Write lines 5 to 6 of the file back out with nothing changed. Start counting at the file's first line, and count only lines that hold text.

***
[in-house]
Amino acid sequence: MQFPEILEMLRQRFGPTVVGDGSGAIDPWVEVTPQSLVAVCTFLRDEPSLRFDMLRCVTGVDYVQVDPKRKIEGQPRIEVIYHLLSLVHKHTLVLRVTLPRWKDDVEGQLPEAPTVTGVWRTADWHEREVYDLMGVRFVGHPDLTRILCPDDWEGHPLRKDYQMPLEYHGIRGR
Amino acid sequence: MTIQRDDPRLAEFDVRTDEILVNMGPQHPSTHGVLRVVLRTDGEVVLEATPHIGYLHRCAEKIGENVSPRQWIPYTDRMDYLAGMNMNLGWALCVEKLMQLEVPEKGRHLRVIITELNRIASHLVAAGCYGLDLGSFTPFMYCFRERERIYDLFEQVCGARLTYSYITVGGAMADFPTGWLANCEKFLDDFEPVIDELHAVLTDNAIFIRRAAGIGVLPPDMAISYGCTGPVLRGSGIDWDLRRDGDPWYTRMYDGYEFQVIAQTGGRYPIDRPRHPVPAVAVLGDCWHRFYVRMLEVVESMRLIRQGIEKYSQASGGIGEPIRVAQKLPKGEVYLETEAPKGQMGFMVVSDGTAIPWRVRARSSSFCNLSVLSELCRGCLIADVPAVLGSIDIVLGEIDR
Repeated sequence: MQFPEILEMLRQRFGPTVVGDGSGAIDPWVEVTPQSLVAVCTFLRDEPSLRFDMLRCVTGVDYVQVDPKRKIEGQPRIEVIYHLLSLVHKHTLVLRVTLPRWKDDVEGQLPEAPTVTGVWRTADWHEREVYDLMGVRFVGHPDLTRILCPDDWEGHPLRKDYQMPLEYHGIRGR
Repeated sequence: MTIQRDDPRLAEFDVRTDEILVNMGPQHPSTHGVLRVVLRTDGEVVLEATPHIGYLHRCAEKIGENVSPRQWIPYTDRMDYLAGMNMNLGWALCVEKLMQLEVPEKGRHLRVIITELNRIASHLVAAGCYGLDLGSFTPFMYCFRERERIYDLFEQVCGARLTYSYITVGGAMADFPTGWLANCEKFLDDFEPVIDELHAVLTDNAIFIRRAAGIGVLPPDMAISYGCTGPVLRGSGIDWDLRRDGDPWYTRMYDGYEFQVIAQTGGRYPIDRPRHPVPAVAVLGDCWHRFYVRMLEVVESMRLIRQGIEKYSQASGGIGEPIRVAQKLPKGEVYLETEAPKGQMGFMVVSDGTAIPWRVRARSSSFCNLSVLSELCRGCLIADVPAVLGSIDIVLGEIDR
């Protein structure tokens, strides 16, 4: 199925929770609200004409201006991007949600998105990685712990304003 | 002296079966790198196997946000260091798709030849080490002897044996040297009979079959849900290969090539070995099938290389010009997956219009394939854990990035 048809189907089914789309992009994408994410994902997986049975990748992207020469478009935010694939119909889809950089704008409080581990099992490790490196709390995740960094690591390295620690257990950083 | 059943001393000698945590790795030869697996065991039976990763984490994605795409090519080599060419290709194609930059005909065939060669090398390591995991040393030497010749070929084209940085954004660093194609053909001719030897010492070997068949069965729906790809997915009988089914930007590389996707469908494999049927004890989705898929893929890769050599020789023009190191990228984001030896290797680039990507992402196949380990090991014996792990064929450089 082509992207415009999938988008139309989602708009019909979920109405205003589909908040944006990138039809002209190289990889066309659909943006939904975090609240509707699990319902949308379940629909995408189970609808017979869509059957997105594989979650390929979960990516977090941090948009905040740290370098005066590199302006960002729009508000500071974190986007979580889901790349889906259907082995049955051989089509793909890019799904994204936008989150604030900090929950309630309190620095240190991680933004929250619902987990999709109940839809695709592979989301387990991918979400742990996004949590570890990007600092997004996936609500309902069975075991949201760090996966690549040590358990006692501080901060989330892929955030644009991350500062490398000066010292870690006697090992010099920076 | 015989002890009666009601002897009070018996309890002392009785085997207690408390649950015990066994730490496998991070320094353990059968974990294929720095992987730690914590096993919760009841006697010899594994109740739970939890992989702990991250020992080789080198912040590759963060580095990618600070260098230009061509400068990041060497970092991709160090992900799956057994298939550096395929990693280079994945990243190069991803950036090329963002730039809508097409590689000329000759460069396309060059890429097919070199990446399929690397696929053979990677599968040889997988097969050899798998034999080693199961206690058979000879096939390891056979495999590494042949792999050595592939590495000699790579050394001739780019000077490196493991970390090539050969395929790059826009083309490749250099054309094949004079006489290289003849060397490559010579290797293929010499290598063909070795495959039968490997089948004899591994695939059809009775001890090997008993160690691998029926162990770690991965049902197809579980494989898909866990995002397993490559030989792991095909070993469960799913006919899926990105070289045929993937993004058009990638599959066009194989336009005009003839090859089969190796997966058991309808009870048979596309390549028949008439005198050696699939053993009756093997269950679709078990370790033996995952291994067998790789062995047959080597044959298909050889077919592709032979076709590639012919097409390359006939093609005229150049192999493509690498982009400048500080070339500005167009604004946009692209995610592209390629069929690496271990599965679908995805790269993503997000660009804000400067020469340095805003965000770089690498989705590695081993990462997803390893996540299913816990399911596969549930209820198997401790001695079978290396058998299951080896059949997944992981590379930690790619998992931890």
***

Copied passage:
Repeated sequence: MTIQRDDPRLAEFDVRTDEILVNMGPQHPSTHGVLRVVLRTDGEVVLEATPHIGYLHRCAEKIGENVSPRQWIPYTDRMDYLAGMNMNLGWALCVEKLMQLEVPEKGRHLRVIITELNRIASHLVAAGCYGLDLGSFTPFMYCFRERERIYDLFEQVCGARLTYSYITVGGAMADFPTGWLANCEKFLDDFEPVIDELHAVLTDNAIFIRRAAGIGVLPPDMAISYGCTGPVLRGSGIDWDLRRDGDPWYTRMYDGYEFQVIAQTGGRYPIDRPRHPVPAVAVLGDCWHRFYVRMLEVVESMRLIRQGIEKYSQASGGIGEPIRVAQKLPKGEVYLETEAPKGQMGFMVVSDGTAIPWRVRARSSSFCNLSVLSELCRGCLIADVPAVLGSIDIVLGEIDR
């Protein structure tokens, strides 16, 4: 199925929770609200004409201006991007949600998105990685712990304003 | 002296079966790198196997946000260091798709030849080490002897044996040297009979079959849900290969090539070995099938290389010009997956219009394939854990990035 048809189907089914789309992009994408994410994902997986049975990748992207020469478009935010694939119909889809950089704008409080581990099992490790490196709390995740960094690591390295620690257990950083 | 059943001393000698945590790795030869697996065991039976990763984490994605795409090519080599060419290709194609930059005909065939060669090398390591995991040393030497010749070929084209940085954004660093194609053909001719030897010492070997068949069965729906790809997915009988089914930007590389996707469908494999049927004890989705898929893929890769050599020789023009190191990228984001030896290797680039990507992402196949380990090991014996792990064929450089 082509992207415009999938988008139309989602708009019909979920109405205003589909908040944006990138039809002209190289990889066309659909943006939904975090609240509707699990319902949308379940629909995408189970609808017979869509059957997105594989979650390929979960990516977090941090948009905040740290370098005066590199302006960002729009508000500071974190986007979580889901790349889906259907082995049955051989089509793909890019799904994204936008989150604030900090929950309630309190620095240190991680933004929250619902987990999709109940839809695709592979989301387990991918979400742990996004949590570890990007600092997004996936609500309902069975075991949201760090996966690549040590358990006692501080901060989330892929955030644009991350500062490398000066010292870690006697090992010099920076 | 015989002890009666009601002897009070018996309890002392009785085997207690408390649950015990066994730490496998991070320094353990059968974990294929720095992987730690914590096993919760009841006697010899594994109740739970939890992989702990991250020992080789080198912040590759963060580095990618600070260098230009061509400068990041060497970092991709160090992900799956057994298939550096395929990693280079994945990243190069991803950036090329963002730039809508097409590689000329000759460069396309060059890429097919070199990446399929690397696929053979990677599968040889997988097969050899798998034999080693199961206690058979000879096939390891056979495999590494042949792999050595592939590495000699790579050394001739780019000077490196493991970390090539050969395929790059826009083309490749250099054309094949004079006489290289003849060397490559010579290797293929010499290598063909070795495959039968490997089948004899591994695939059809009775001890090997008993160690691998029926162990770690991965049902197809579980494989898909866990995002397993490559030989792991095909070993469960799913006919899926990105070289045929993937993004058009990638599959066009194989336009005009003839090859089969190796997966058991309808009870048979596309390549028949008439005198050696699939053993009756093997269950679709078990370790033996995952291994067998790789062995047959080597044959298909050889077919592709032979076709590639012919097409390359006939093609005229150049192999493509690498982009400048500080070339500005167009604004946009692209995610592209390629069929690496271990599965679908995805790269993503997000660009804000400067020469340095805003965000770089690498989705590695081993990462997803390893996540299913816990399911596969549930209820198997401790001695079978290396058998299951080896059949997944992981590379930690790619998992931890």